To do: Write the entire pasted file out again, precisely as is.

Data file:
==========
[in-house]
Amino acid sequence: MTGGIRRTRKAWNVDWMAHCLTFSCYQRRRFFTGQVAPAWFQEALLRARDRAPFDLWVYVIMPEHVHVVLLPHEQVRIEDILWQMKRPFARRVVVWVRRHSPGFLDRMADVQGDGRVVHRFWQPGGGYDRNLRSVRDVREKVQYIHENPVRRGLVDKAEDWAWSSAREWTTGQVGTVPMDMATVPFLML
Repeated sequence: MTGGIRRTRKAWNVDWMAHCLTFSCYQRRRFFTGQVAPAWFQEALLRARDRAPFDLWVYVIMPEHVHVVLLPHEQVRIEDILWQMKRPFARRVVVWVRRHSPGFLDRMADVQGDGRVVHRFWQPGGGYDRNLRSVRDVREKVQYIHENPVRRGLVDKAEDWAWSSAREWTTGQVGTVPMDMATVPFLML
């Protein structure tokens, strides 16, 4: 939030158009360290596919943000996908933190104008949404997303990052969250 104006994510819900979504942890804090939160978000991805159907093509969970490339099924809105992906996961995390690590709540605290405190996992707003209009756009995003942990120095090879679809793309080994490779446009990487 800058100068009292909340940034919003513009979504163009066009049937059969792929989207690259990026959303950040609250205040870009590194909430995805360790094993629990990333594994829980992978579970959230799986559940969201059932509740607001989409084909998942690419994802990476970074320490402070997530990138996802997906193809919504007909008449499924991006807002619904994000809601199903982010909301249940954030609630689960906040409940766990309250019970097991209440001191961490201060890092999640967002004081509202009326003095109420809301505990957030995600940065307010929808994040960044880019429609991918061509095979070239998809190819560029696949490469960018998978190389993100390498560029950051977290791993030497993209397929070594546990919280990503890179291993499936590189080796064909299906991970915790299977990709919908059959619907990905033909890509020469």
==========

[in-house]
Amino acid sequence: MTGGIRRTRKAWNVDWMAHCLTFSCYQRRRFFTGQVAPAWFQEALLRARDRAPFDLWVYVIMPEHVHVVLLPHEQVRIEDILWQMKRPFARRVVVWVRRHSPGFLDRMADVQGDGRVVHRFWQPGGGYDRNLRSVRDVREKVQYIHENPVRRGLVDKAEDWAWSSAREWTTGQVGTVPMDMATVPFLML
Repeated sequence: MTGGIRRTRKAWNVDWMAHCLTFSCYQRRRFFTGQVAPAWFQEALLRARDRAPFDLWVYVIMPEHVHVVLLPHEQVRIEDILWQMKRPFARRVVVWVRRHSPGFLDRMADVQGDGRVVHRFWQPGGGYDRNLRSVRDVREKVQYIHENPVRRGLVDKAEDWAWSSAREWTTGQVGTVPMDMATVPFLML
């Protein structure tokens, strides 16, 4: 939030158009360290596919943000996908933190104008949404997303990052969250 104006994510819900979504942890804090939160978000991805159907093509969970490339099924809105992906996961995390690590709540605290405190996992707003209009756009995003942990120095090879679809793309080994490779446009990487 800058100068009292909340940034919003513009979504163009066009049937059969792929989207690259990026959303950040609250205040870009590194909430995805360790094993629990990333594994829980992978579970959230799986559940969201059932509740607001989409084909998942690419994802990476970074320490402070997530990138996802997906193809919504007909008449499924991006807002619904994000809601199903982010909301249940954030609630689960906040409940766990309250019970097991209440001191961490201060890092999640967002004081509202009326003095109420809301505990957030995600940065307010929808994040960044880019429609991918061509095979070239998809190819560029696949490469960018998978190389993100390498560029950051977290791993030497993209397929070594546990919280990503890179291993499936590189080796064909299906991970915790299977990709919908059959619907990905033909890509020469």